arrogance, moral character, a quiet confidence

_______________________________________________________________________

Aligning Corporate Values to Talent Management Processes

The success of a talent management system hinges on being integrated with, and supported by, a strategic business plan and becoming the cultural mindset of the firm (Silzer & Dowell, 2010).

Zappos.com takes its fifth core value, “pursue growth and learning,” and aligns this with their mission to develop future industry leaders, thus fostering a Pipeline Department tasked with developing leaders from within the organization, dictated by the given department’s progression plan and business needs (Zappos Insights, 2015b).

The seventh core value, “build a positive team and family spirit,” is aligned to a Goals Department, where coaching opportunities and workshops are offered to both employees and their family members, including a recognition celebration for all who reach their goals (Zappos Insights, 2015b).

The ninth core value, “be passionate and determined,” is aligned to the firm’s Onboarding process, where all new hires receive the same four weeks of training regardless of position or function, with a combination of technical and cultural training, and a graduation ceremony held upon completion (Zappos Insights, 2015b).

These examples provide evidence for Zappos.com’s pervasive mindset in integrating its talent management procedures throughout all corporate strategies, its culture, operations, and HR planning initiatives, perhaps giving the organization a firm grasp on gaining strategic competitive advantage (Silzer & Dowell, 2010).

Lessons Learned

The 100 Best Companies to Work For program has accumulated over 30 years of research pointing to firms on the list nearly doubling positive employee response, a 12-fold increase in profits, annualized stock returns increasing up to three times, significantly lowering turnover, and overall performance three times that of the general marketplace (Great Place to Work Institute, 2015).

This points to the notion that a highly robust workplace culture can create distinctive and tangible returns on investment (Great Place to Work Institute, 2015), something Zappos.com has been able to accomplish for several years by systematically focusing and integrating their talent management system into the very fabric of their strategies, operations, and culture (Fortune, 2015; Zappos Insights, 2015a; 2015b).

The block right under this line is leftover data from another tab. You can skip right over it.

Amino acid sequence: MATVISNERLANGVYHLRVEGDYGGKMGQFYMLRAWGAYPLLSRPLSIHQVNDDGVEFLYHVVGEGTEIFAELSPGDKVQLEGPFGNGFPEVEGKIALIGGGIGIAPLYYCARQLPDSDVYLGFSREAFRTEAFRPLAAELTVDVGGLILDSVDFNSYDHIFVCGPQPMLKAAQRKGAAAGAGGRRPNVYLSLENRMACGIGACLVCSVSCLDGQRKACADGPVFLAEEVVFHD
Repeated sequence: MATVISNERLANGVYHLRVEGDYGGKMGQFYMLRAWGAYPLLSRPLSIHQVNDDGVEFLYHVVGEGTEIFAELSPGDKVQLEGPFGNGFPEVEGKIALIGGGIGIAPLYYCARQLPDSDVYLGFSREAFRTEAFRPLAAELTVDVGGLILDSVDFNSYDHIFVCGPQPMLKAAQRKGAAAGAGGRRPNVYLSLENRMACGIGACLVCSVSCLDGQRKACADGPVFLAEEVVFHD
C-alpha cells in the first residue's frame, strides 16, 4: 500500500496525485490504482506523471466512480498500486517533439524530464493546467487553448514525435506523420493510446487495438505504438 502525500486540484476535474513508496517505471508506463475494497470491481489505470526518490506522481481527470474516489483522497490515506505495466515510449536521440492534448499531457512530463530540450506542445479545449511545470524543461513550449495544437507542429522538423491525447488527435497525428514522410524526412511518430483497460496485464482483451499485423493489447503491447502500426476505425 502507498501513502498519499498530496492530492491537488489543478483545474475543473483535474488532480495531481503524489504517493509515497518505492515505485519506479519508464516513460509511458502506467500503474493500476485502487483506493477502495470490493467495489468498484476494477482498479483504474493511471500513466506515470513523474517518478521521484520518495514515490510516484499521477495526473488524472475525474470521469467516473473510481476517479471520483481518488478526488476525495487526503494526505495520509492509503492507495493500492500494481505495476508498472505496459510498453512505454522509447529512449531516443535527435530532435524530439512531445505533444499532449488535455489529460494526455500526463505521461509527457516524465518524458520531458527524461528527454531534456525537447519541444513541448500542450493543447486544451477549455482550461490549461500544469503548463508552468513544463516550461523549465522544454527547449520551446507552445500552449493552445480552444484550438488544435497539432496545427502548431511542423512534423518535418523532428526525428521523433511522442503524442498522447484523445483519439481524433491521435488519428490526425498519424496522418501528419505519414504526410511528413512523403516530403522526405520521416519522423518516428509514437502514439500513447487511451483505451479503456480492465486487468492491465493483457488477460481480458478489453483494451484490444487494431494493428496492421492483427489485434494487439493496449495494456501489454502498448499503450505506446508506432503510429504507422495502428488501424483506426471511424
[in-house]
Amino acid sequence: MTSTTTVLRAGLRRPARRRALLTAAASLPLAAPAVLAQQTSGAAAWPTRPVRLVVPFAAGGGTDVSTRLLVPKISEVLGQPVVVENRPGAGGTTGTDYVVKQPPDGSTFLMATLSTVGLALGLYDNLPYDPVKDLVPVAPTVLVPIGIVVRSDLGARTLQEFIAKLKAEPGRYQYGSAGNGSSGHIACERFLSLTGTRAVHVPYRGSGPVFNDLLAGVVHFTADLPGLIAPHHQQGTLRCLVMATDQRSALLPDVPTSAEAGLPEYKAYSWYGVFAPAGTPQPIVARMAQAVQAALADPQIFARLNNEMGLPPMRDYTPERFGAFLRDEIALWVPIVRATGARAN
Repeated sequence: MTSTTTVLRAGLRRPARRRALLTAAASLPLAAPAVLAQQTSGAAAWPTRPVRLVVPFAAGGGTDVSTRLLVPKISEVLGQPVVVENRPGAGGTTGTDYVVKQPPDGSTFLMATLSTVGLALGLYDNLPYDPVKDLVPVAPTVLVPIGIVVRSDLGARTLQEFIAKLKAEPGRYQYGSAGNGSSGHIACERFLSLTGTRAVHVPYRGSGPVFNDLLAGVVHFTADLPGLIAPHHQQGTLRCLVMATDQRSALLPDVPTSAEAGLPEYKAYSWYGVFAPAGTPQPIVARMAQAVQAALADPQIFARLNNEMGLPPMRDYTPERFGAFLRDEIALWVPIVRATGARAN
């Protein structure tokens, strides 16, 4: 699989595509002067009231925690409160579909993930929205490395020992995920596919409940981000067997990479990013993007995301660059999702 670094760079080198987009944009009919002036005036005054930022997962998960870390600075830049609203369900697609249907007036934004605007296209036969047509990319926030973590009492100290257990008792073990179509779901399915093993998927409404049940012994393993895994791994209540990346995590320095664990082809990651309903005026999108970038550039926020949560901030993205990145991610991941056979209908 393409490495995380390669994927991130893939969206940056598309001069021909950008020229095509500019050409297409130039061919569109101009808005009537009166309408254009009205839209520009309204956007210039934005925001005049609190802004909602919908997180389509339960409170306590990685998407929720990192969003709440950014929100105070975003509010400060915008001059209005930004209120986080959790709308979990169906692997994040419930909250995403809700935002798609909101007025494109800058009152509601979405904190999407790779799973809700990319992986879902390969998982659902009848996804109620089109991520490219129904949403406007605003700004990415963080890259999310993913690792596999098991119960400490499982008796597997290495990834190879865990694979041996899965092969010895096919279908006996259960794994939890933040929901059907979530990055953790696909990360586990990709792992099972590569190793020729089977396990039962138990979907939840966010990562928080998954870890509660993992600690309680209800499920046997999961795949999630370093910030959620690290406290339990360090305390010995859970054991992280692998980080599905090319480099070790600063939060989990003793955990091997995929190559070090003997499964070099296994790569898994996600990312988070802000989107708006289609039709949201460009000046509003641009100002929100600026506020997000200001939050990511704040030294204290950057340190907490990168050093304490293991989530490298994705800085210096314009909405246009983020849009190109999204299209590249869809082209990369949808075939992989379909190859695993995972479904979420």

With the recent reorganization into a Holocracy, Zappos.com can be said to continuously seek out ways of encouraging and enabling their workforce to practice and internalize their ten core values and mission statement, in an effort to balance out their concentrated focus on delivering value to the customer while empowering employees to become self-directed in their work (Fortune, 2015; Denning, 2014).

Arguably, these results speak for themselves, creating evidentiary and logical justifications for organizations seeking out their own balance in creating comprehensively aligned talent management systems that deliver value to the customer and offer the firm a true competitive advantage.

References

Bloomberg Business (2015). Company overview of Zappos.com, Inc. [Online website.]. Retrieved from http://www.bloomberg.com/research/stocks/private/snapshot.asp?privcapId=92838

Denning, S. (2014, Jan. 15). Making sense of Zappos and Holocracy. Forbes.com. Retrieved from http://www.forbes.com/sites/stevedenning/2014/01/15/making-sense-of-zappos-and-holacracy/

Fortune (2015). 100 best companies to work for: Zappos.com. [Online website.]. Retrieved from http://fortune.com/best-companies/zappos-com-86/

Great Place to Work Institute (2015). What are the benefits? [Online website.]. Retrieved from http://www.greatplacetowork.com/our-approach/what-are-the-benefits-great-workplaces

HolocracyOne, LLC (2015). Holocracy: How it works. [Online website.]. Retrieved from http://holacracy.org/how-it-works

Silzer, R. & Dowell, B.E. (2010). Strategy-driven talent management: A leadership imperative. San Francisco: Jossey-Bass.

Zappos.com (2015). About Zappos culture. [Online website.]. Retrieved from http://www.zappos.com/d/about-zappos-culture

Zappos Insights (2015a). The Zappos family core values: Core value document [Downloadable PDF.]. Retrieved from http://www.zapposinsights.com/about/core-values

Zappos Insights (2015b). Zappos department fact sheets [Downloadable PDFs.]. Retrieved from http://www.zapposinsights.com/about/fact-sheets